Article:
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Bainbridge musician makes good: Violinist Andrew Joslyn to perform at Grammys with Macklemore & Ryan Lewis
Andrew Joslyn is accustomed to having everybody stare when he plays the violin.
Well, almost everybody.
“It’s kind of bizarre having Kevin Bacon and Jay Leno stare you down while you play music,” Joslyn said. “You’re never prepared for that.”
Maybe he found his recent performance on the Tonight Show to be nerve-racking, but what Joslyn said he is prepared for, however, is his upcoming performance at the 56th Annual Grammy Awards show this Sunday.
“It’s such hallowed ground for the music industry,” he said of the event. “I’m just going down there to perform, and to be there in support, too.”
The Grammys, long billed as “music’s biggest night,” will be held at the Nokia Theatre in Los Angeles, which Joslyn said is quite a switch from some of the places he’s played.
“I’ve performed in broken down clubs and back alleys for not even three people,” he said.
The 2001 Bainbridge High graduate will be performing for a crowd much larger than three people when he takes the stage with Macklemore & Ryan Lewis to perform from their seven-time nominated album “The Heist.”
Joslyn recently finished touring with the hip-hop act, who he had been performing with for nearly six years. He even had a major hand in the creation of the much-lauded album.
“I first started playing with Macklemore in 2008,” Joslyn said, “Literally when Macklemore first got out of rehab. It’s pretty bizarre to watch this entire trajectory.”
Josyln was fully involved with the making of “The Heist,” and did all of the orchestral string arrangements and even conducted some studio sessions.
Joslyn, a violinist trained with an emphasis on classical music, now resides in Seattle where he has also worked with folk legend Judy Collins, David Bazan (Pedro the Lion), Mark Lanegan (Queens of the Stone Age), Duff McKagan (Guns N’ Roses), Doug Martsch (Built to Spill), Tim Lopez (Plain White T’s), and the Seattle Rock Orchestra.
It was while in college, Joslyn said, that he began to get very serious about music.
“I had been playing violin in a rock band,” he said. “And I was playing with some fiddle music too. But I wanted to be playing my own stuff instead of being a glorified jukebox. I got really involved with doing a lot of session work with a variety of groups. I also run my own string quartet. I do all the arranging and composing.”
The young musician said that the past year has been an unexpected windfall of success, and he is taking it all in stride.
“It just kind of all came together,” he said. “For the longest time, I had always been doing arranging work and stuff, but it was mostly just a passion project. Not until July of last year, right before I went on tour with Macklemore, I said let’s make this a full fledged career and commit to it.”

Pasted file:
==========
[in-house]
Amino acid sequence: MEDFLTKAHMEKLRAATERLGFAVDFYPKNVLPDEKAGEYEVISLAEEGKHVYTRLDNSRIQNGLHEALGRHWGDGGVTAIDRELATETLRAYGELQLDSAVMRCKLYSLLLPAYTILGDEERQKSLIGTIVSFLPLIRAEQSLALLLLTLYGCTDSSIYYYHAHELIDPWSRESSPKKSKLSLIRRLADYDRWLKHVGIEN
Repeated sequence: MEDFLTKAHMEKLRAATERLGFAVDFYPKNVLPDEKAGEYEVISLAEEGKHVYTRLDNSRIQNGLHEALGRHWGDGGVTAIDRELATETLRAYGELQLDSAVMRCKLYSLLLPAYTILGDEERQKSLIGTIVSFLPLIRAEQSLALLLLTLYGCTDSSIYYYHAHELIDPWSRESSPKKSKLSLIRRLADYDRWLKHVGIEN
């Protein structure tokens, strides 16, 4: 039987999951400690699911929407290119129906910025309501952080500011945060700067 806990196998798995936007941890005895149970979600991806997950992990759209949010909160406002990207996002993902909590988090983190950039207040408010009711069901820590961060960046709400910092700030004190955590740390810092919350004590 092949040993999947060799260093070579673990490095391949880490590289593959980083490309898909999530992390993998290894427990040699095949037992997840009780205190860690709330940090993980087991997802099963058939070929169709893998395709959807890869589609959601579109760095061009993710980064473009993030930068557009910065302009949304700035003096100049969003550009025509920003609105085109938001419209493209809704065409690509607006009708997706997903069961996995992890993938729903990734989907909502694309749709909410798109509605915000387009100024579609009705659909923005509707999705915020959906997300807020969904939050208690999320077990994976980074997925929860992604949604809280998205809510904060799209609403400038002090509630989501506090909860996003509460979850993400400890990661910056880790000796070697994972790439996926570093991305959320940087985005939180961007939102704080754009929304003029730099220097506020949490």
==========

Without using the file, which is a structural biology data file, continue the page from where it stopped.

The island success story had his first violin lesson in the Lynwood Center when he was just 5, he said.
“My parents got me started with music when I was 5 years old,” Joslyn said. “My father’s side has a strong legacy of classical string players and performers and they wanted me to at least appreciate music.”
He did more than simply appreciate the craft, and by the time he was in college he broke from the regimented routine of his classical training and delved into his own exploration of contemporary music in a variety of styles.
Now, having reached a level of establishment within the world of professional musicians, Joslyn said his next focus will be on new collaboration projects and further developing his own work.
“Really I just want to focus on writing my own material for film, my own album eventually,” he said. “I have all these collaborations right now, like irons in the fire.”
Joslyn credits his success with having learned a strong work ethic early on, and his ability to maintain a positive attitude.
“Don’t be afraid to learn about the industry,” he advised aspiring musicians. “Learn about publishing and licensing and all that, because a lot of people treat the arts and music as hobbies. They never treat it like a business and never give it its due respect as a career. If someone is serious about pursuing it [music] as a career, learn all the ins and outs. If I walk into a studio, I know exactly what I should negotiate and what I should be asking for.”
If “The Heist” does not win Album of the Year, Joslyn said that he would like to see “Good Kid, M.A.A.D City” by Kendrick Lamar be named the winner.
“His [Lamar’s] album was incredible,” Joslyn said. “He’s doing some pretty revolutionary stuff with that recording.”
To learn more about Joslyn and his numerous music projects, visit www.andrewjoslynmusic.com.
The 56th Annual Grammy Awards will air Sunday, Jan. 26 on CBS.